In collaboration with Family Health Centers of San Diego (FHCSD), which is the largest Federally Qualified Health Center in the region, Dr. Emily Schmied is looking at how the COVID-19 pandemic is affecting healthcare utilization and health outcomes among patients with type 2 diabetes. Her pilot project will use a mixed-methods, two-phase approach. In the first phase, anonymized and de-identified electronic health records (EHR) data of all patients with type 2 diabetes will be examined to determine if and how healthcare utilization has changed since the start of the pandemic. Some examples include the number of healthcare visits, lab tests, and if patients are utilizing telehealth. Research from previous natural disasters shows that care is often disrupted during times of crisis, which ultimately translates to worse management of type 2 diabetes, particularly among health disparity populations.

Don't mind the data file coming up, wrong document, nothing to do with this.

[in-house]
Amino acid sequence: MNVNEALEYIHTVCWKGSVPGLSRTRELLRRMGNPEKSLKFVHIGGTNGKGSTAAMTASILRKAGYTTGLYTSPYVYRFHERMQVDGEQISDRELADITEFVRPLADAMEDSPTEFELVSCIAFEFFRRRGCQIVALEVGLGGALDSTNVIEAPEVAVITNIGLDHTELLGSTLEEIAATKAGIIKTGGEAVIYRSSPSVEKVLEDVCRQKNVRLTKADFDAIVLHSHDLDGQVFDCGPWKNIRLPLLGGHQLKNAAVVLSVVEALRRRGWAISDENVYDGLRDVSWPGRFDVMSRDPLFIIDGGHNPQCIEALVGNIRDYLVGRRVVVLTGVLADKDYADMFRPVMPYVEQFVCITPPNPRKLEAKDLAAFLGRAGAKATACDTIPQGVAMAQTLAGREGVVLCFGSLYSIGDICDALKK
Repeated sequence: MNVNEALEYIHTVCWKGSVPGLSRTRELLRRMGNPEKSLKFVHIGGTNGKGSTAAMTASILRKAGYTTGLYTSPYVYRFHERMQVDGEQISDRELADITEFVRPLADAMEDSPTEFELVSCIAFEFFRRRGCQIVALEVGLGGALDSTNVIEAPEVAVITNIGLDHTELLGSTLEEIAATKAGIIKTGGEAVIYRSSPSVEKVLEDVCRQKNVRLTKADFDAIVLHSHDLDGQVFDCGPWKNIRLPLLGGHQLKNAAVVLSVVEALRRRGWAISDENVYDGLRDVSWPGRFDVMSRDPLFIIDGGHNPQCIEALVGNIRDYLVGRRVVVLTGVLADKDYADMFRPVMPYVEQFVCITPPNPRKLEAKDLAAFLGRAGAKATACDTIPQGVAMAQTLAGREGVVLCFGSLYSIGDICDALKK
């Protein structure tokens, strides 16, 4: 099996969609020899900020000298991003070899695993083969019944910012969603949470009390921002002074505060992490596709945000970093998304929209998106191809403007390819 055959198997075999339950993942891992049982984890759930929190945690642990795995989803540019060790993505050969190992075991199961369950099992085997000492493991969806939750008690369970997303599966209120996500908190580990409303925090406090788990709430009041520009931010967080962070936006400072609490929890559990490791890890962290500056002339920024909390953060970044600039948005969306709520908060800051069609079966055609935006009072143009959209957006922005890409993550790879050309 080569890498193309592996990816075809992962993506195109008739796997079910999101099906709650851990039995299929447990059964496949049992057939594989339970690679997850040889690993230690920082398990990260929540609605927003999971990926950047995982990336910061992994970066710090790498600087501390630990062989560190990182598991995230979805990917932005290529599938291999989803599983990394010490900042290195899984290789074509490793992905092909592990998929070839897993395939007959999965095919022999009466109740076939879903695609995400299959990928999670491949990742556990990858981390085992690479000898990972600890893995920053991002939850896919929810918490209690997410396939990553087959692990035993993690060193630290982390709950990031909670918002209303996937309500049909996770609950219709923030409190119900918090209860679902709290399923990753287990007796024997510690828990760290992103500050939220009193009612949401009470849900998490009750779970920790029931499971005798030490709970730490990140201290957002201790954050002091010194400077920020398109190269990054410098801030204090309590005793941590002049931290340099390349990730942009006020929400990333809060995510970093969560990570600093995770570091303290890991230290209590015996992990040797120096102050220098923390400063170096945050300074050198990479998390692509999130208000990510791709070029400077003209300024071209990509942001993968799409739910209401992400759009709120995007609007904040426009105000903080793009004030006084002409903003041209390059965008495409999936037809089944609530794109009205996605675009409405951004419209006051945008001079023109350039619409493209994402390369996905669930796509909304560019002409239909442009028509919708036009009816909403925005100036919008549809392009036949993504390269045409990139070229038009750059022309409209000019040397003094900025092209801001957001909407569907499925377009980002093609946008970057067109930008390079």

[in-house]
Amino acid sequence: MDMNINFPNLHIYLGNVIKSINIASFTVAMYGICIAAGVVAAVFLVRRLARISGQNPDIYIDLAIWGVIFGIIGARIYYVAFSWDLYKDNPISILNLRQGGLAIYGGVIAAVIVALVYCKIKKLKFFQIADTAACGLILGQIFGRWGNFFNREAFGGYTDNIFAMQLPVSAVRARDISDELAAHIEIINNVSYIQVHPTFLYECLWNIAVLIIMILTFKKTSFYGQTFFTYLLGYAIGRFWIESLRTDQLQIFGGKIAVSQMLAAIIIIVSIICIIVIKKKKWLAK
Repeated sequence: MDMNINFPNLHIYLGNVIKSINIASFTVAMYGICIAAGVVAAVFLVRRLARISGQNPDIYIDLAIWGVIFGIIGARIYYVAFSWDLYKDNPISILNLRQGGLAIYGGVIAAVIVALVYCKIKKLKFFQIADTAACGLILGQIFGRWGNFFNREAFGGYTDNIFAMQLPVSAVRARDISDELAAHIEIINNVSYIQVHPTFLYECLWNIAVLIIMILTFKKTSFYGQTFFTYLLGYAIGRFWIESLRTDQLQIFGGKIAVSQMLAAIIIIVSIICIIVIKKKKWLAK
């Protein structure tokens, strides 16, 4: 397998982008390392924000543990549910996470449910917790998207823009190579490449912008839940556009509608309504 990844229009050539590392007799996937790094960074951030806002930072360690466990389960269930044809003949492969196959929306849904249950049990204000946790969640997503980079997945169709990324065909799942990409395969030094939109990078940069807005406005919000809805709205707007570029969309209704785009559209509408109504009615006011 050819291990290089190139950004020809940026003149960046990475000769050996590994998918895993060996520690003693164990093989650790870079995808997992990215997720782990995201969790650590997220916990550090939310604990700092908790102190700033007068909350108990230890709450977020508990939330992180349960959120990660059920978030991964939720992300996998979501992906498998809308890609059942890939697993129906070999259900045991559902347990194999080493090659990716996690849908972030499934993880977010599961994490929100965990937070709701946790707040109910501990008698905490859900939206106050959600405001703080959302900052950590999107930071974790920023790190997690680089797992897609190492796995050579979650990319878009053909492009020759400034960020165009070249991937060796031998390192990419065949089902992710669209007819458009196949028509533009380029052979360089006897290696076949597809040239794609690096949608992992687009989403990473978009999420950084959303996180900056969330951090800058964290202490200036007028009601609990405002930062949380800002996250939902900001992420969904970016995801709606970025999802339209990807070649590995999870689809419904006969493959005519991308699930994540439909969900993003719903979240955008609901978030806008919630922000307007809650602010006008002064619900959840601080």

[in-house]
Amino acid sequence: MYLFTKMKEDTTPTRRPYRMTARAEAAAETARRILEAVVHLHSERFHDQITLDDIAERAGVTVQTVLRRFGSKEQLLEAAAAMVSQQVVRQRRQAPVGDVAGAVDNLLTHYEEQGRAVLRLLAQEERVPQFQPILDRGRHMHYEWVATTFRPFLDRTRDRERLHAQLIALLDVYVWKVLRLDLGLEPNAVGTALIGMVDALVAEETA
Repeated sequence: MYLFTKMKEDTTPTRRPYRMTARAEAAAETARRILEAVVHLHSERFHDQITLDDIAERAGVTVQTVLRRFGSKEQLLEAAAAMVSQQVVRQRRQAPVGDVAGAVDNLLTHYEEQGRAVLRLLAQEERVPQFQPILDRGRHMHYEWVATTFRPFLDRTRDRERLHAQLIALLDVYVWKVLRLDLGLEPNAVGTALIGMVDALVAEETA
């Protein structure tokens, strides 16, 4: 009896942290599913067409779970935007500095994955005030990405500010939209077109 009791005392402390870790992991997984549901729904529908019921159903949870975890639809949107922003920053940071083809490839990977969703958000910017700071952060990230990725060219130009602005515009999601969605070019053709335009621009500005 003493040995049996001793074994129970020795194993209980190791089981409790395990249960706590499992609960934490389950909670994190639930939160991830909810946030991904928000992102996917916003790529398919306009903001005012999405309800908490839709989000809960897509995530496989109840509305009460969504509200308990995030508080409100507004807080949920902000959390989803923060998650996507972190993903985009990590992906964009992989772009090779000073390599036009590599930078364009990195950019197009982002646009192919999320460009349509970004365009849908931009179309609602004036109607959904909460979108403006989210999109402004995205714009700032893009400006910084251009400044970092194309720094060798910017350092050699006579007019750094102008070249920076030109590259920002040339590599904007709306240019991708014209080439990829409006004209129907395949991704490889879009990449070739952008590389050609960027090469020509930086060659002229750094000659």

In the second part of her pilot project, Dr. Schmied will interview healthcare providers at FHCSD, as well as patients with type 2 diabetes, to determine how patients were affected during the pandemic, what is it like to manage diabetes during this time, if they utilized telehealth and what their experiences were like, and what other factors affected their ability to manage diabetes during this time. The goal of the interviews is to bring to light how patients and providers were affected by the pandemic and what they might need going forward to prevent the widening of health disparities.
Read the source article at SDSU School of Public Health